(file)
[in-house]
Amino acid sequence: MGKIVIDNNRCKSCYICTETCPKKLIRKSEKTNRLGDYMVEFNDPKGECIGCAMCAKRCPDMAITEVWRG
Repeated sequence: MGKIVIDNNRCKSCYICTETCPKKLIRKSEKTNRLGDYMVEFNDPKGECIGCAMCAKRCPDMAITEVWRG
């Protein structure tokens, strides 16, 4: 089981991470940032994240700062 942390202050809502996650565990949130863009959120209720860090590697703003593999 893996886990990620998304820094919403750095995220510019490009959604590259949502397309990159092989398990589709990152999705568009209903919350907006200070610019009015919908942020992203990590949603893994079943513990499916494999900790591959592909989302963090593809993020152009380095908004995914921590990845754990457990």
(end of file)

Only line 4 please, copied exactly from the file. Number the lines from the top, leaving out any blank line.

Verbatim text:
């Protein structure tokens, strides 16, 4: 089981991470940032994240700062 942390202050809502996650565990949130863009959120209720860090590697703003593999 893996886990990620998304820094919403750095995220510019490009959604590259949502397309990159092989398990589709990152999705568009209903919350907006200070610019009015919908942020992203990590949603893994079943513990499916494999900790591959592909989302963090593809993020152009380095908004995914921590990845754990457990």